Is there any way Democrats can win the 17 seats they need to capture the House majority this November?
In one word: Yes.
Democrats picked up 8 seats two years ago despite widespread predictions of losses. They lost 12 seats in 2012 by less than five percentage points and another 18 seats by less than 10 percentage points.
Also keep in mind that every poll shows the public agrees with Democrats on the big issues – gay marriage, pay equity for women, immigration, gun control and budget cuts.
Meanwhile, the GOP brand remains unpopular. The biggest advantage for House Democrats is that they are running against Republicans. That party’s good name suffered from last fall’s government shutdown, a strategy of obstruction that has paralyzed the Congress, and the recent vote in support of a budget that privatizes Medicare.
Another plus for Democrats is that the GOP’s misguided message to voters for the fall elections – “ObamaCare is a Failure.” That claim is out of date with the success of 7 million people enrolling and 3 million more gaining insurance through Medicaid expansion. The ‘kill health care reform’ message, with endless GOP votes in the House for repeal, also irritates swing voters. Polling shows Independents want to fix ObamaCare, not kill it.
But even with all those advantages the odds remain against Democrats getting enough wins to make Nancy Pelosi the Speaker of the House. Top political analysts, from Charlie Cook to Larry Sabato, currently predict Republicans adding two or three seats to easily retain their majority.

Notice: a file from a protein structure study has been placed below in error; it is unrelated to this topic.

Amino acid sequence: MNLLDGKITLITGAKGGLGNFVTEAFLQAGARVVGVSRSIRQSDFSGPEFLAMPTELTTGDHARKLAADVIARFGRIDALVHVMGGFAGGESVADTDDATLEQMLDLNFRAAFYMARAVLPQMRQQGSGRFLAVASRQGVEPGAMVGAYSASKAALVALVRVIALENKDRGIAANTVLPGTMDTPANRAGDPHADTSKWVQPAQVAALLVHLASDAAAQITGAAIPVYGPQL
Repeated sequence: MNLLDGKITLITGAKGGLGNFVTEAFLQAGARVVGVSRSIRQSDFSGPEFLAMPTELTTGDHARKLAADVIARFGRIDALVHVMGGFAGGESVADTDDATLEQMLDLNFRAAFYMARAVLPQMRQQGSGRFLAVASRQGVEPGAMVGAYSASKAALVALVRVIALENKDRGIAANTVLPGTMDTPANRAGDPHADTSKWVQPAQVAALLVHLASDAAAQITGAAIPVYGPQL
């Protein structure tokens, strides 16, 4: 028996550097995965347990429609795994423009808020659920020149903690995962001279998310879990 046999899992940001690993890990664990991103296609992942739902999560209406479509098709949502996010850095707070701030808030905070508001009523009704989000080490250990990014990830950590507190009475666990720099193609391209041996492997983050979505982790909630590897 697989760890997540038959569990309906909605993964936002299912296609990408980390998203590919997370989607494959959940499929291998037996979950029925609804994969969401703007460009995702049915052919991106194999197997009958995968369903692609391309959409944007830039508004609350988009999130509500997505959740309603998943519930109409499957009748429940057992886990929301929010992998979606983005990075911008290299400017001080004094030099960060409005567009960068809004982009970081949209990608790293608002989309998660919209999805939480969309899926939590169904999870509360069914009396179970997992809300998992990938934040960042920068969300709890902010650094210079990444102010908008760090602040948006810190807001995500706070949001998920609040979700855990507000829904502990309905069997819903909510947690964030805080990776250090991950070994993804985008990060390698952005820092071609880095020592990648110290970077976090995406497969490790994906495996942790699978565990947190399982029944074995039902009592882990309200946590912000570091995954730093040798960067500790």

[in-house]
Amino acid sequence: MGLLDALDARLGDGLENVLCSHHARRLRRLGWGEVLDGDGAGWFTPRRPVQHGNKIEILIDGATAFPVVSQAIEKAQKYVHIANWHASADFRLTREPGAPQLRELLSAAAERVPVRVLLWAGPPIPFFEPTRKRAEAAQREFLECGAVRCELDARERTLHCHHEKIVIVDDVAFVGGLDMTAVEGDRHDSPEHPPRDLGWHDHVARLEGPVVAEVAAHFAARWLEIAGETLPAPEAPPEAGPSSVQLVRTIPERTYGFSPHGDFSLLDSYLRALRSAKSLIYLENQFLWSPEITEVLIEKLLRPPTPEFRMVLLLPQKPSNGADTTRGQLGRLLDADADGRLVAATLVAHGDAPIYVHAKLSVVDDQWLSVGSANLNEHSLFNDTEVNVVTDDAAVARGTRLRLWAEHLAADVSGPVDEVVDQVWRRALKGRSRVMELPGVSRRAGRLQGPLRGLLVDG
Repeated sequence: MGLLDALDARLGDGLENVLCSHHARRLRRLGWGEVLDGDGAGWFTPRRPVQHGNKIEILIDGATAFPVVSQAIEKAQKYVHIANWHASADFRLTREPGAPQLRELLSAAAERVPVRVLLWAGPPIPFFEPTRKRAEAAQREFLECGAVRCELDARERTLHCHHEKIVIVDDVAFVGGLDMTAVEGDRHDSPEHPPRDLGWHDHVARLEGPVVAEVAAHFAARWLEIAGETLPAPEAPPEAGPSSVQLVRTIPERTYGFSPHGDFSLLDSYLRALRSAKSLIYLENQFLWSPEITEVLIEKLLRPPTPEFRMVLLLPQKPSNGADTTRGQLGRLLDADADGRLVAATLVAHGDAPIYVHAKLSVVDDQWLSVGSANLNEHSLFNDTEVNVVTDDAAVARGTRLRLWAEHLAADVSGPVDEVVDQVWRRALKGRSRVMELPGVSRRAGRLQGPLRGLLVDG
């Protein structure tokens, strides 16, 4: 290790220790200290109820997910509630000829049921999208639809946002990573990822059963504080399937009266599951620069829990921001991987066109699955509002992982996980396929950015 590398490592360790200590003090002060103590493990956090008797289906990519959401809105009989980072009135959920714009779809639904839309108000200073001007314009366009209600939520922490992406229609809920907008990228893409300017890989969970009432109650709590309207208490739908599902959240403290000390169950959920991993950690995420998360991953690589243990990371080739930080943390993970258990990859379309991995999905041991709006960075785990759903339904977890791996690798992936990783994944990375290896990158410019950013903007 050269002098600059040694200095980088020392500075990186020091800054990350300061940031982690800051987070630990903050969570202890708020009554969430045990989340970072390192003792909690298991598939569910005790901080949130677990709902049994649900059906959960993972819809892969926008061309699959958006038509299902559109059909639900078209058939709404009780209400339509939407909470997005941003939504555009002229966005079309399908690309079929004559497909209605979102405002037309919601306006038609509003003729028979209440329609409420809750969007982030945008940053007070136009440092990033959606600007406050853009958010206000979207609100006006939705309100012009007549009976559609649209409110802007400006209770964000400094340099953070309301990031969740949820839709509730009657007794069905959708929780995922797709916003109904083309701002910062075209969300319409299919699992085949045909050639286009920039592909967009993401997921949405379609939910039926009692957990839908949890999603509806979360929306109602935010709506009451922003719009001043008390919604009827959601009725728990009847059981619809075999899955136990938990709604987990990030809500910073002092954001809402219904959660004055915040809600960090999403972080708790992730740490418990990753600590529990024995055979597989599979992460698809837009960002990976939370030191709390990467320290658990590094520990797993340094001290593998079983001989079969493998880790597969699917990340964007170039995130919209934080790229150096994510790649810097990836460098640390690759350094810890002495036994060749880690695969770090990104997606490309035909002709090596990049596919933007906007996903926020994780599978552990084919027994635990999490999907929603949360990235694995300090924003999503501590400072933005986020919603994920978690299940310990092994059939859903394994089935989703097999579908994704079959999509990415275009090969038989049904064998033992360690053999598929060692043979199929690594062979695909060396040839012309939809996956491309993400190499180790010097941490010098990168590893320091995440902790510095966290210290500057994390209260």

Another reason for the Democrats to have some optimism about House races is the retirement of several popular Republican incumbents.
Even the chair of the Democratic Congressional Committee, New York’s Rep. Steve Israel, told the National Press Club in early April: “It’s a tough climate for us right now.”
In the 2012 House races, Democrats won 50.6 percent of America’s votes with a popular President Obama at the top of the ballot. Although they won the majority of votes they picked up only 8 seats, leaving them 17 shy of majority control. The Democrats’ voters are concentrated in blue states and even high turnout has minimal impact on Republican districts.
Another problem for Democrats this year is the absence of President Obama’s name on the ballot. His star power has a history of driving up voter turnout among core Democrats, young people, women and minorities. But his name is not on this year’s ballot. And after the bungling of the start of computer enrollment for health care the president’s support among Democrats slipped. It has slipped even more among Independent voters. That has caused the president’s popularity to drop into the mid-40 percent range. History is pretty clear here. Second-term incumbents almost always see their party lose seats, an average of 29.
Also bedeviling to Democrats are the results from polls asking voters if they prefer having Democrats or Republicans in charge of the House. Voters are about even, with Democrats holding only a slight, 41-39 percent edge, according to Real Clear Politics. That translates to political strategists as Democrats not having a strong political wind at their back as they sail into the election.